He followed a guy named Nick Saban (ever heard of him?) as head coach of the Spartans when Saban abruptly departed for Louisiana State University.
In his final year at MSU, Saban led the Spartans to a 9-2 record including wins over Notre Dame, Michigan, Ohio State, and Penn State. Following the final regular-season game against Penn State, Saban abruptly resigned to accept the head coaching position with LSU. Saban's assistant head coach and successor, Bobby Williams, then coached MSU to a Citrus Bowl victory over Florida, giving the Spartans an overall record of 10-2 for the 1999 season -- best for the Spartans since 1965.
As running backs coach from 1990 to 1999, Bobby was instrumental in the development of many top runners for the Green and White. Nine Michigan State backs racked up individual 1,000-yard rushing performances under Williams, including T.J. Duckett, first-round draft choice of the Atlanta Falcons in 2002.
Williams also guided Michigan State to a 7-5 mark in 2001, his second full season as the team's head coach ended with a victory over Fresno State in the Silicon Valley Football Classic. With that win Williams became the first coach in Michigan State history to lead his team to victories in his first two bowl appearances.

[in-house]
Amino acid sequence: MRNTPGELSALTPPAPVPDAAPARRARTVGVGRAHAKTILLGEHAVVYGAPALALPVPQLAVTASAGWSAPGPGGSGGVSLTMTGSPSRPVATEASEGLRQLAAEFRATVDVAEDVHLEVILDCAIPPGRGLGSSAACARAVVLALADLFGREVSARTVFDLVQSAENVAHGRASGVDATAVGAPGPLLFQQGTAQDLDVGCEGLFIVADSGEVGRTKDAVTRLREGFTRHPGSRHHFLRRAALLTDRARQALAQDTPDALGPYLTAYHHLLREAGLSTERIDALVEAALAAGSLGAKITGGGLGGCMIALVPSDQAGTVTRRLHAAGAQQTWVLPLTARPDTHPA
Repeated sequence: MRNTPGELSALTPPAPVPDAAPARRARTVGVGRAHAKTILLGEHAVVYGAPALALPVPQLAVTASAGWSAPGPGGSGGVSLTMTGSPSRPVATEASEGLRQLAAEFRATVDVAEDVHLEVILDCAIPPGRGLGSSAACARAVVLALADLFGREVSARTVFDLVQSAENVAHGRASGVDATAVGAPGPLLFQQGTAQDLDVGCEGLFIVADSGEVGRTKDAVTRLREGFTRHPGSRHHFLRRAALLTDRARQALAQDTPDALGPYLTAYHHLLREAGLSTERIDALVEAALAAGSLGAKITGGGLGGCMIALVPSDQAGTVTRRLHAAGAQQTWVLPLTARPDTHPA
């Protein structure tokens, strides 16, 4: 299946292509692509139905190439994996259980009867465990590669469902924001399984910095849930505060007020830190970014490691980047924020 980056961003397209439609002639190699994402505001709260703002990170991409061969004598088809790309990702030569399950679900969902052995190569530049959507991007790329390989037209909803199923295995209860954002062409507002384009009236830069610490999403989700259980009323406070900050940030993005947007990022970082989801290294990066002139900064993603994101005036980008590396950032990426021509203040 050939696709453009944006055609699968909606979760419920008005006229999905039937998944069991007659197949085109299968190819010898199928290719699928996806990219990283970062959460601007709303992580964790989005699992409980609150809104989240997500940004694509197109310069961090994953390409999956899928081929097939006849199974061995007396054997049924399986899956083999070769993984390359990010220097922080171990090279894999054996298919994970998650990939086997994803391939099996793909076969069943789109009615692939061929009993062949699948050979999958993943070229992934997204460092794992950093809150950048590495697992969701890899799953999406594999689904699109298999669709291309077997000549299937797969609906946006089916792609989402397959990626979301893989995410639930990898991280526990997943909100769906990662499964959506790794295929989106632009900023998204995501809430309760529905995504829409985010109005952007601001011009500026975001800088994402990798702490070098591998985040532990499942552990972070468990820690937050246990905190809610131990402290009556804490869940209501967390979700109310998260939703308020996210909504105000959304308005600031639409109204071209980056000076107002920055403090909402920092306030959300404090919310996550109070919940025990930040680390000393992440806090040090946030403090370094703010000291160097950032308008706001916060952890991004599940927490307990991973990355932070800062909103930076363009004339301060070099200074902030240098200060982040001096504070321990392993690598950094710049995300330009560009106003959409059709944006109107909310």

After leaving MSU, Williams was wide receivers coach for the Detroit Lions where he worked with the ill-fated Charles Rogers of Saginaw High who he had recruited and coached at MSU.
Williams followed Saban from LSU to the Miami Dolphins but was fired as running backs coach after two years. On Jan. 18, 2008, Williams and Saban were reunited when Bobby became tight ends coach and special teams coordinator at Alabama.
Soon after, before the football season, young Ingram enrolled at Alabama.
And, as the saying goes, the rest is history . . . ###
Dave Rogers is a former editorial writer for the Bay City Times and a widely read,
respected journalist/writer in and around Bay City.
(Contact Dave Via Email at firstname.lastname@example.org)